And so, Simeon would have spent each day in the Temple, watching, waiting. He probably spoke with the priests, debated theology with the Levites and Pharisees. As a prophet of God, he was no doubt called upon from time to time to provide a blessing upon a new child dedicated to God’s service. Perhaps young men, considering their own calling to a life of service to God, would seek out Simeon, asking for his advice and his wisdom. After all, this elder prophet, this man who had waited in the temple day after day, for so many years – his faith was so great, surely he MUST be the man to talk to when wondering about a call to ministry!
One can only imagine that Simeon’s faith must have been tested at times. Perhaps as he made the long, cold trek home from the Temple on some January night, or some late evening after he had survived a mugging at the hands of careless Jerusalem youths, he asked the Lord, “How long, O Lord, must your servant persevere?”
To which God would reply, “Wait. Just a little longer.”
And so Simeon would wait. And he would wake each morning, make the journey to the Temple, and spend the day in the Temple courts. He would speak with the priests, debate with the Levites, confer with the young men, and keep careful watch over the young parents coming into the Temple, providing blessings upon their children even as he swallowed the slight tinge of disappointment – no, this one is not the Messiah.
But then… then, one day was different.
Simeon was an old man now. For decades, he had made the journey to the Temple every day, praying that this would be the day. However, for the last couple of weeks, there had been no small amount of hubbub about Jerusalem. Some rough-and-tumble shepherds, from out in the sticks past the small country town of Bethlehem, had been going about the countryside, excitedly declaring that angels had appeared to them in the skies one night, announcing the birth of “a Savior, Christ the Lord.”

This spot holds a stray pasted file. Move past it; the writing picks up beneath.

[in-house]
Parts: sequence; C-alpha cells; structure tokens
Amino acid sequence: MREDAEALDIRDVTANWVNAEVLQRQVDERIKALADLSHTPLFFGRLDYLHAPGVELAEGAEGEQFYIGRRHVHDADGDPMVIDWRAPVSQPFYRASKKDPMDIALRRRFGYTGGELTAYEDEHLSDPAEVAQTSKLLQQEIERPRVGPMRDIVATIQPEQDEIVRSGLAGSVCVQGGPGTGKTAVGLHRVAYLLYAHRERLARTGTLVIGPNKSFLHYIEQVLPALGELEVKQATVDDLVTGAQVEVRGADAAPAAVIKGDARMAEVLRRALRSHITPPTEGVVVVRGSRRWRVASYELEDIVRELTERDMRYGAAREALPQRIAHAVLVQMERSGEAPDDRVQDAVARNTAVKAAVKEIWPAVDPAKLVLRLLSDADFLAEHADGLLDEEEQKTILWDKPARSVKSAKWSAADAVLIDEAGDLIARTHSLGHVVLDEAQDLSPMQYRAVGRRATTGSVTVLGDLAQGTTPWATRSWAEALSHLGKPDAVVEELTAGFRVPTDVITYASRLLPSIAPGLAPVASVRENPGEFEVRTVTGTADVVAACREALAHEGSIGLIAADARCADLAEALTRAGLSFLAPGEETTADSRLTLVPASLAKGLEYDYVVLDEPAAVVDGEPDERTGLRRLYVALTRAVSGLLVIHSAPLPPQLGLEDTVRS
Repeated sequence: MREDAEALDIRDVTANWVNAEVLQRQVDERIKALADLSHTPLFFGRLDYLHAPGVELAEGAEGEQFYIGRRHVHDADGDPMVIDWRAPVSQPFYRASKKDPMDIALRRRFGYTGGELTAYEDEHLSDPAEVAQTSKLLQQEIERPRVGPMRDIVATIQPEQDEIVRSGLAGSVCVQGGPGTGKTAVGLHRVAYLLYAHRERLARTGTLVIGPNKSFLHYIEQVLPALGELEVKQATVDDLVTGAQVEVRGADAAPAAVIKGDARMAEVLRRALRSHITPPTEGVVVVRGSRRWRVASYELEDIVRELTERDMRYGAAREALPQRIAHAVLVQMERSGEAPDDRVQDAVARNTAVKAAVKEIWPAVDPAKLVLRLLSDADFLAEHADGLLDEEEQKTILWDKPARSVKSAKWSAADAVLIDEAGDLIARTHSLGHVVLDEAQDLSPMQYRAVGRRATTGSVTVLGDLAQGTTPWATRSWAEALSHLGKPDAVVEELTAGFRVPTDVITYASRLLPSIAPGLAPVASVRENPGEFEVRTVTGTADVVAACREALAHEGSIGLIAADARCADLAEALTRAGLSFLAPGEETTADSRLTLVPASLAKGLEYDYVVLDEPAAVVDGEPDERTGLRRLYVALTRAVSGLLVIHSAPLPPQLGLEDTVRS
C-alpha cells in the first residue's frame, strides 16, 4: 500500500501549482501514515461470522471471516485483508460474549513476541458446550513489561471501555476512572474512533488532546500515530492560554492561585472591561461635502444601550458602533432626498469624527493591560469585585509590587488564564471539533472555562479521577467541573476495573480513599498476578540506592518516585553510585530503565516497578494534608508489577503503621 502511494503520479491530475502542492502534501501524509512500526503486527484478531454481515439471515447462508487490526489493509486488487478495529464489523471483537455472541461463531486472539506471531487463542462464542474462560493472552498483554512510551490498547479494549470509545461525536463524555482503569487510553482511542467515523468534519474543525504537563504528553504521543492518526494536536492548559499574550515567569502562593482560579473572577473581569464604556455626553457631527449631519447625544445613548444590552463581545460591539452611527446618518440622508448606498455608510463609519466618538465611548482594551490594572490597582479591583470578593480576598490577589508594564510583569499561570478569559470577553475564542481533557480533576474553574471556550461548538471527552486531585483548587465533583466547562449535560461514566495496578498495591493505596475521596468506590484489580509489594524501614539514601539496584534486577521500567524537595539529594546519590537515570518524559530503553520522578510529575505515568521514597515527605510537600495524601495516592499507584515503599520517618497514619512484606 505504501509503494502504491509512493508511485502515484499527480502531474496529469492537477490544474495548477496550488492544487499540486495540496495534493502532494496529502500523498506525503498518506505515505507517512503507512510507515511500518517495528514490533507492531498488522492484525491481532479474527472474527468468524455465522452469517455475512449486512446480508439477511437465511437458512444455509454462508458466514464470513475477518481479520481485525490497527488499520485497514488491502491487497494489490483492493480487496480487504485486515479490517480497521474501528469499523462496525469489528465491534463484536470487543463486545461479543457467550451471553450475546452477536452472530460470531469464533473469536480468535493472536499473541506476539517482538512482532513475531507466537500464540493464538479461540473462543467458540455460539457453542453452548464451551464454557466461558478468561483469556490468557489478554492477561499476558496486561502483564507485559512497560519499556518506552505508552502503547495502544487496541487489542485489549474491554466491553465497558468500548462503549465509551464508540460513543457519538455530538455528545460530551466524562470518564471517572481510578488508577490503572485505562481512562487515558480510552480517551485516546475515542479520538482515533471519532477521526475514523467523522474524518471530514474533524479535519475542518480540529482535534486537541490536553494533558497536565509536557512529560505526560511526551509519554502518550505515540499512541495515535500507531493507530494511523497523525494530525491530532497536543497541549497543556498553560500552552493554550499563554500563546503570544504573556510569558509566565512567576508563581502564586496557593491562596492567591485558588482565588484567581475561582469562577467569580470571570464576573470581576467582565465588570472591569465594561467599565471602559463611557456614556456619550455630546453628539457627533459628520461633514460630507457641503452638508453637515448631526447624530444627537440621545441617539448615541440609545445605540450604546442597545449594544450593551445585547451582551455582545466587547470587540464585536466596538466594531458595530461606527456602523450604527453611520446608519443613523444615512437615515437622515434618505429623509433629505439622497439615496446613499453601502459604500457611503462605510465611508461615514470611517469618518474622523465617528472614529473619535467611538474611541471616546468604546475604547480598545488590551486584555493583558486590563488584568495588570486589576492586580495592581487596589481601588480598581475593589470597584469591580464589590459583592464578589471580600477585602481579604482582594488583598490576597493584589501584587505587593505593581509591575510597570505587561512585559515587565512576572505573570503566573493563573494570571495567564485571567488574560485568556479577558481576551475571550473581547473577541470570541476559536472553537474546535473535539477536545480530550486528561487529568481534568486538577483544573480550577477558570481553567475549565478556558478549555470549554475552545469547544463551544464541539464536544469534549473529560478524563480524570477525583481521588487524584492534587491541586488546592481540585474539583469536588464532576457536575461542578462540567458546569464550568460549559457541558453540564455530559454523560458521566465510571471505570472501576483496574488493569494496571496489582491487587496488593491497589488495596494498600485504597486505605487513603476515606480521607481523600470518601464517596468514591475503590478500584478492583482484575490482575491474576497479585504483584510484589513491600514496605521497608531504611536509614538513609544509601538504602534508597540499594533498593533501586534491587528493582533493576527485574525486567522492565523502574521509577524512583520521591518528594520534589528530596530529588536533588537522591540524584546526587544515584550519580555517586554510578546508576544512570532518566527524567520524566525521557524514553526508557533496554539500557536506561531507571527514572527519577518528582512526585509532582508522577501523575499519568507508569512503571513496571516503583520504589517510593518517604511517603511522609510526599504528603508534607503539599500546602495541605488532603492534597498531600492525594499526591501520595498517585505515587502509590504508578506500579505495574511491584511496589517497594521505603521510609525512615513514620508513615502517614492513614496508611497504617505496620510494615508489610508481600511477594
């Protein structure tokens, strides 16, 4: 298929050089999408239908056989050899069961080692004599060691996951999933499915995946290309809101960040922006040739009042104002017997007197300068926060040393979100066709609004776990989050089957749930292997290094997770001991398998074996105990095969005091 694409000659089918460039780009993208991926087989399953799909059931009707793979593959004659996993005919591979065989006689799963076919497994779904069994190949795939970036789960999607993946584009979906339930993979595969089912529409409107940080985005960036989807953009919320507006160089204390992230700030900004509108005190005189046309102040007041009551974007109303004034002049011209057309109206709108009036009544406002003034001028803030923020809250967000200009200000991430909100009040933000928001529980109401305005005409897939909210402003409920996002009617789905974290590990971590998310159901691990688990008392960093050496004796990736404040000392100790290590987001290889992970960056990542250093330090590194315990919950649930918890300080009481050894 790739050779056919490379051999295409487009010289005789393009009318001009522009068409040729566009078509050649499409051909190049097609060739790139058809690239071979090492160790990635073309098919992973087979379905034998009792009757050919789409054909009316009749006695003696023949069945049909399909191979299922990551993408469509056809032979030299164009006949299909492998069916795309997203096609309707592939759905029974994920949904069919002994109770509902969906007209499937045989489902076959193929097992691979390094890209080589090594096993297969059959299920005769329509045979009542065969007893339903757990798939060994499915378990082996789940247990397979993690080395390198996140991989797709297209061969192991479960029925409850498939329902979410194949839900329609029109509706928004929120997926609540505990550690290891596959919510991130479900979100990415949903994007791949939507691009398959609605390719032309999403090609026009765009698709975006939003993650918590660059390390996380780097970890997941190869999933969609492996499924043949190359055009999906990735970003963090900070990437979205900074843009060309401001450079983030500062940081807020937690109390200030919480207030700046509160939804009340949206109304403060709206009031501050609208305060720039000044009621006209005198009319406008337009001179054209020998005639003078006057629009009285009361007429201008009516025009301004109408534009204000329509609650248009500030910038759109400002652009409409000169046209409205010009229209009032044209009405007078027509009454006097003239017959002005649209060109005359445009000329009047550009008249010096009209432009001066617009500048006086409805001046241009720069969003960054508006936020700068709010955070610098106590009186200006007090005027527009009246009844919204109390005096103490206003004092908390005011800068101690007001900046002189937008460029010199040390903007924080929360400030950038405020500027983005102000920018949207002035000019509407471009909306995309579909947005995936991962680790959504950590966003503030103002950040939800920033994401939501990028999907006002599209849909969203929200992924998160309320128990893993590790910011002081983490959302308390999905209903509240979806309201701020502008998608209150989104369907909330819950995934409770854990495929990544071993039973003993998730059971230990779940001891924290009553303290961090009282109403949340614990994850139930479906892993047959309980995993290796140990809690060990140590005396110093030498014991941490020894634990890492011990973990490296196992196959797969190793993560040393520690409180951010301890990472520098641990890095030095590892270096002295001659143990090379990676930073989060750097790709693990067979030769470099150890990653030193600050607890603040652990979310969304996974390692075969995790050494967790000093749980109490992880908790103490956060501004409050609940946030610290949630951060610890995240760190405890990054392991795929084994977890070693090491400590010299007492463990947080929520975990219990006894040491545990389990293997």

Naturally, the rumors had spread, and found their way into the city. Simeon, spending every day in the temple, had heard the rumors, and begun to wonder: is it finally time? Is my work about to be at an end?
And so, on this morning, nearly six weeks after the shepherds had first put forth the rumors of the arrival of the child, Simeon arose as he did every morning. He prepared himself for the day, taking somewhat more special care, as he had for the past few weeks. Perhaps this daily ritual had become somewhat rote over the years, but now – now that the rumors were afoot, Simeon took more care, more time than he had. If today was to be the day that he would see the Son of God, then he would surely be ready!